If you have done your research and you are confident that you can convert a refrigerator into a kegerator, then this would be an economical way of owning a kegerator.

A conversion kit would set you back a few hundred dollars, and it is possible to buy refrigerators fairly cheaply, so it is a good idea. Just remember to decide on the type of kegs you will be using, before you go get a fridge as not all fridges will accommodate a keg, so do your homework.

Purpose Built Kegerator

The easier option is to purchase a kegerator that has been purpose built for the job, it makes sense right. They are not cheap though, and could set you back a pretty penny.

That being said, don’t revert back to just bottled beer just yet, it is worth digging to find out if there is an affordable option for everyone to enjoy draught beer at home.

What Kegerator

What KegeratorThere are a number of types of kegerator available and the type you decide on may be down to the space you have available and of course how deep your pockets are.

Freestanding Kegerator

These are as the title suggests, freestanding units that look like a refrigerator with a beer tower and faucet protruding from the top of the unit. They come in single units, double units and triple units and can hold one, two or three kegs respectfully.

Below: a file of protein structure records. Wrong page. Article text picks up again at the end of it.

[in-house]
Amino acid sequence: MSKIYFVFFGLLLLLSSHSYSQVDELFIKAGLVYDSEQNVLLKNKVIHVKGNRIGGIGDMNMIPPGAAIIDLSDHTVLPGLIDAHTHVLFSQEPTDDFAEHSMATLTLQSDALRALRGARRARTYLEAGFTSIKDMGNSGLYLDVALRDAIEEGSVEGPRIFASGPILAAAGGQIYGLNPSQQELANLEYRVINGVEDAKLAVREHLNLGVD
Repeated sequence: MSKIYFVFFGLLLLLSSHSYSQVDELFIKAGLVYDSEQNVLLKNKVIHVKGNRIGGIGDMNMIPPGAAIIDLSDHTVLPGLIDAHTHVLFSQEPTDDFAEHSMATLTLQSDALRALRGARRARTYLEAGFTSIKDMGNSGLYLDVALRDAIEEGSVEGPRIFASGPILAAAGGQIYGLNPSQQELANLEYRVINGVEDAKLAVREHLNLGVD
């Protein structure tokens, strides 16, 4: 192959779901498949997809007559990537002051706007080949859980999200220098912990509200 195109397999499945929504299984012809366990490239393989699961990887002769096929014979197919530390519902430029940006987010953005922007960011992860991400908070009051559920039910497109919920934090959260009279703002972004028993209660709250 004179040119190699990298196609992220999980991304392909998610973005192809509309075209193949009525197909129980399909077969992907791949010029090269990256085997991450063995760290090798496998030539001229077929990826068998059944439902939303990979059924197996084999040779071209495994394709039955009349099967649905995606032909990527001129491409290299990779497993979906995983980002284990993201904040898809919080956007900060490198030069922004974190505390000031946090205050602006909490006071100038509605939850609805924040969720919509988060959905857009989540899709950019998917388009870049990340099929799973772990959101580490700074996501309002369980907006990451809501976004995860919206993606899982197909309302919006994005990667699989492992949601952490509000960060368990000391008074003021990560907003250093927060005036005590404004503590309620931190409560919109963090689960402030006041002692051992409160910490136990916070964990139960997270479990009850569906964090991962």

Built In Kegerator

There is not much difference visually between a freestanding and a built in kegerator (under bar kegerator), it is mainly to do with how they vent or exhaust heat to keep them running efficiently.

A built in unit will vent from the front, so they can be built into a bar set up or between other cabinets. The freestanding unit will vent from the back and will need a few inches clearance to run properly.

Outdoor Kegerator

There are even outdoor kegerators, light up the barbecue and poor yourself a draught beer. If you have an outside bar, then an outdoor kegerator makes sense.

The difference between an outside kegerator opposed to one that has been designed for indoors, is as you would expect. An outdoor unit is going to have been designed to withstand the elements, it’s that simple.

For this reason they will typically cost more than an inside unit.

The cost of any purpose built kegerator is an issue because they are expensive, but sometimes we just have to have the things we want.